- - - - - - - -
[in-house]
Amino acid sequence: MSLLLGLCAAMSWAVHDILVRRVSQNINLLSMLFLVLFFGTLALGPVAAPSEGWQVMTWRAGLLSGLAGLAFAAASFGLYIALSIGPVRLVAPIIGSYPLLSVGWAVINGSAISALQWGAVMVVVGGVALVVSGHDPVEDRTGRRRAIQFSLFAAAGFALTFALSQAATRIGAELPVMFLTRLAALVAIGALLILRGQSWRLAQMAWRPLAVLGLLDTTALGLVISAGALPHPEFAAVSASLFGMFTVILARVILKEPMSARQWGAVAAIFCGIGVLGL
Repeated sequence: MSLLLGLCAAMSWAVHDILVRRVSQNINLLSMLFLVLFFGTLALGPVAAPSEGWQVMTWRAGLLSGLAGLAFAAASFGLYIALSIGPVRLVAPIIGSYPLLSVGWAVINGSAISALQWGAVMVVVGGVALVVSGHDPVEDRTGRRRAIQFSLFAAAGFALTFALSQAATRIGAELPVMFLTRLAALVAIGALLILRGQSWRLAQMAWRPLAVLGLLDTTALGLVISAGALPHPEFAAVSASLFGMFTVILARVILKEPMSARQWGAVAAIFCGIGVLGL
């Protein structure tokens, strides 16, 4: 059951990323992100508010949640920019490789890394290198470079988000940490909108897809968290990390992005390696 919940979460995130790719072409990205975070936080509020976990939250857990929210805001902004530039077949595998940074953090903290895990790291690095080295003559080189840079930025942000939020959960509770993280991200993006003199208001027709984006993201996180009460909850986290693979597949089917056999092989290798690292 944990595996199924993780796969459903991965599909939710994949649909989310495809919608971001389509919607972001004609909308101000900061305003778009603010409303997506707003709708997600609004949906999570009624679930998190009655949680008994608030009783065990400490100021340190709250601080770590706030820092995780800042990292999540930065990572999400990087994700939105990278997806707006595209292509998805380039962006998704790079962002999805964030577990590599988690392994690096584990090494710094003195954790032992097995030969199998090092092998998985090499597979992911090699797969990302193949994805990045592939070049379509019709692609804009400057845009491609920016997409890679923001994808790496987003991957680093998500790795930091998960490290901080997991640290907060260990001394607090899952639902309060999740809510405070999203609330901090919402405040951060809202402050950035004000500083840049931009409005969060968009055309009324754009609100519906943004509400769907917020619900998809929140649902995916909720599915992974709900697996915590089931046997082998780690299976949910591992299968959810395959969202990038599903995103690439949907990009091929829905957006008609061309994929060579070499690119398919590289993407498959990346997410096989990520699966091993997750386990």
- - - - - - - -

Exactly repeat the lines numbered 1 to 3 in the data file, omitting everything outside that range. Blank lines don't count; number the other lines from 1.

[in-house]
Amino acid sequence: MSLLLGLCAAMSWAVHDILVRRVSQNINLLSMLFLVLFFGTLALGPVAAPSEGWQVMTWRAGLLSGLAGLAFAAASFGLYIALSIGPVRLVAPIIGSYPLLSVGWAVINGSAISALQWGAVMVVVGGVALVVSGHDPVEDRTGRRRAIQFSLFAAAGFALTFALSQAATRIGAELPVMFLTRLAALVAIGALLILRGQSWRLAQMAWRPLAVLGLLDTTALGLVISAGALPHPEFAAVSASLFGMFTVILARVILKEPMSARQWGAVAAIFCGIGVLGL
Repeated sequence: MSLLLGLCAAMSWAVHDILVRRVSQNINLLSMLFLVLFFGTLALGPVAAPSEGWQVMTWRAGLLSGLAGLAFAAASFGLYIALSIGPVRLVAPIIGSYPLLSVGWAVINGSAISALQWGAVMVVVGGVALVVSGHDPVEDRTGRRRAIQFSLFAAAGFALTFALSQAATRIGAELPVMFLTRLAALVAIGALLILRGQSWRLAQMAWRPLAVLGLLDTTALGLVISAGALPHPEFAAVSASLFGMFTVILARVILKEPMSARQWGAVAAIFCGIGVLGL